This is the latest installment in a series of "Character Insight" articles regarding the rich history of characters in the Star Trek universe. An audio version will appear on the This Week in Trek podcast, available for direct download here.
Welcome back to Character Insight! This week, as requested by Renee a.k.a. Mrees_1701 on Twitter, our subject is Elim Garak from Deep Space Nine.
Garak is a tailor and shopkeeper who runs the Garak's Clothiers store on the Deep Space Nine station. Garak had previously been an operative in the Cardassian Obsidian Order, and that leads many to believe he is still acting as a spy. However, nobody can ever be too sure as Garak keeps a veil of lies and secrecy around him that adds intrigue and mystery to the character.
While serving in the Obsidian Order, Garak had a cranial implant installed that helped him survive torture. This implant begins malfunctioning due to overuse when Garak is exiled to the Bajoran station after a dispute with the Cardassians. This leads Dr. Bashir to deactivate the implant, forcing Garak to learn to live without it.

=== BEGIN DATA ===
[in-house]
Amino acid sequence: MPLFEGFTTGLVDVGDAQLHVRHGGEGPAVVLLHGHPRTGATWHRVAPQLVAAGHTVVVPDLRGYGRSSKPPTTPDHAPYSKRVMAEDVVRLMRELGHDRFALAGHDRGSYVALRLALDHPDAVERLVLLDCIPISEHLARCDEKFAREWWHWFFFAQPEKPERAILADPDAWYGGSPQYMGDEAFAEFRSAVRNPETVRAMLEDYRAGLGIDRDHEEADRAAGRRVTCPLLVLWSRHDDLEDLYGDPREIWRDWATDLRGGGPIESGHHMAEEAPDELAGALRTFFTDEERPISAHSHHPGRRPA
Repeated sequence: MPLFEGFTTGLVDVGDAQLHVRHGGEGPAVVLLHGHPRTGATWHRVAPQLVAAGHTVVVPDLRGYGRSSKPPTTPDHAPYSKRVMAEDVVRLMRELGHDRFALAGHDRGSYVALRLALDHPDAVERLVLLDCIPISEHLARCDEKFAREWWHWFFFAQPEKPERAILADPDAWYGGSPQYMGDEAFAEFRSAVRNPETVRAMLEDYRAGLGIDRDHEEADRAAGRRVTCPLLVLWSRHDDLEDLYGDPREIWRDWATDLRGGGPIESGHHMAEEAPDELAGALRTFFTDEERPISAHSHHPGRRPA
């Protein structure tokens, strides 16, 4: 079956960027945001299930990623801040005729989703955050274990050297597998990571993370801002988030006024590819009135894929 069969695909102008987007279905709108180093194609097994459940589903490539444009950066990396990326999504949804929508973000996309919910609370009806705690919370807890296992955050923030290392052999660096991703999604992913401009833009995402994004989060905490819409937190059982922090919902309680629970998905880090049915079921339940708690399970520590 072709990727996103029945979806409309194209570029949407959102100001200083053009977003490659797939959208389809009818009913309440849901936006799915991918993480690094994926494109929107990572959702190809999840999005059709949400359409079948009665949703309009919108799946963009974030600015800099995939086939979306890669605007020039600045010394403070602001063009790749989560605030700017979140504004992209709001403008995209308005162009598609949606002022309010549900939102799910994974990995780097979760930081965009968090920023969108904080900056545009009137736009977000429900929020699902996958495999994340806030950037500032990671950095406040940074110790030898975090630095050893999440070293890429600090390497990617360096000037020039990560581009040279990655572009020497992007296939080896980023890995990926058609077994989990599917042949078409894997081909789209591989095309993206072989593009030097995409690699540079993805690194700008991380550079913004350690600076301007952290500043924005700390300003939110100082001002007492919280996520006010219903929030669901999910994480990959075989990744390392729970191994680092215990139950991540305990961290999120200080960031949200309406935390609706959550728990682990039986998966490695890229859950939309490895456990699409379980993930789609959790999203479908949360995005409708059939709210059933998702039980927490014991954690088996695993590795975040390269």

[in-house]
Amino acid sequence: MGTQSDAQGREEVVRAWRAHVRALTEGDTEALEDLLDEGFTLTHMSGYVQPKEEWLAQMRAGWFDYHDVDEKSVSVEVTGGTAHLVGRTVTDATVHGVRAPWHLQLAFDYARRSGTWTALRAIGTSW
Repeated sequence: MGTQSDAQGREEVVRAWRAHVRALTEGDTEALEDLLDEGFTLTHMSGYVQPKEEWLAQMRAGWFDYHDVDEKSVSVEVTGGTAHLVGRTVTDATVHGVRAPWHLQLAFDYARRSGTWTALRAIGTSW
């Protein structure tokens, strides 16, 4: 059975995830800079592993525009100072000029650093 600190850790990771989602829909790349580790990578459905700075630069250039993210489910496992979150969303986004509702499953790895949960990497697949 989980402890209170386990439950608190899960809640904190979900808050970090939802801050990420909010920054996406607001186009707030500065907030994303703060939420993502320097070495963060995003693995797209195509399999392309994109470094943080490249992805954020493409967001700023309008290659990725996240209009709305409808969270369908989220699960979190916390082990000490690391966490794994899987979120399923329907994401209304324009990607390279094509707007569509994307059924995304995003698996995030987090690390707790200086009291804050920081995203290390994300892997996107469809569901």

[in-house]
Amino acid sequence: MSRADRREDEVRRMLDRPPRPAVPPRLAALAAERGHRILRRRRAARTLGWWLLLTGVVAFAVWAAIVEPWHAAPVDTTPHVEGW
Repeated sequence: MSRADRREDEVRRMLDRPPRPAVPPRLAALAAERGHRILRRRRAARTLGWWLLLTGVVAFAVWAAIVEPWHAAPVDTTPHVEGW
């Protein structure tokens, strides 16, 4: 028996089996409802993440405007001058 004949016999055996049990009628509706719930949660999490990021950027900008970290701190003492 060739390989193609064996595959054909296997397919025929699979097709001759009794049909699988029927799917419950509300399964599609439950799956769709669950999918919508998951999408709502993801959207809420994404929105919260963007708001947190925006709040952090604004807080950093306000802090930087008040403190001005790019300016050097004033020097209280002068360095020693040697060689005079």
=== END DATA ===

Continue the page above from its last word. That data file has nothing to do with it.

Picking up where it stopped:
Although Garak is mistrusted by most aboard the station, Dr. Bashir begins having weekly lunches with Garak and the two become friends as a result. This leads Garak to reveal more of his true character to Bashir than anyone else on board. We learn interesting bits from these interactions, such as Garak being chronically claustrophobic.
Despite being mistrusted, Garak turns out to be a valuable asset to Starfleet due to his many connections. His biggest story moment came when he went behind Commander Sisko's back and had Romulan Senator Vreenak killed to force the Romulans into the Dominion War and turn the tide in favor of the Federation.
Our notable quote this week comes from the episode Cardassians:
"Truth is in the eye of the beholder, Doctor. I never tell the truth because I don't believe there is such a thing. That is why I prefer the straight line simplicity of cutting cloth."
Actor: Andrew Robinson played Garak, and he was deeply involved in the development of the character with the show's writers. Robinson intended Garak to have an ambiguous sexual orientation, but that was deemed too racy by the writers and was unfortunately cut.
Robinson took his notes from this process and published them as a Deep Space Nine novel called A Stitch in Time, which is unique in that it is the only autobiography Star Trek novel written by the actor who played the character in the series. Renee, who recommended this segment, highly recommends this book as the best Star Trek book she's ever read!
You can also find Robinson in starring roles in great movies such as Dirty Harry and Hellraiser.
Until next time, live long and prosper...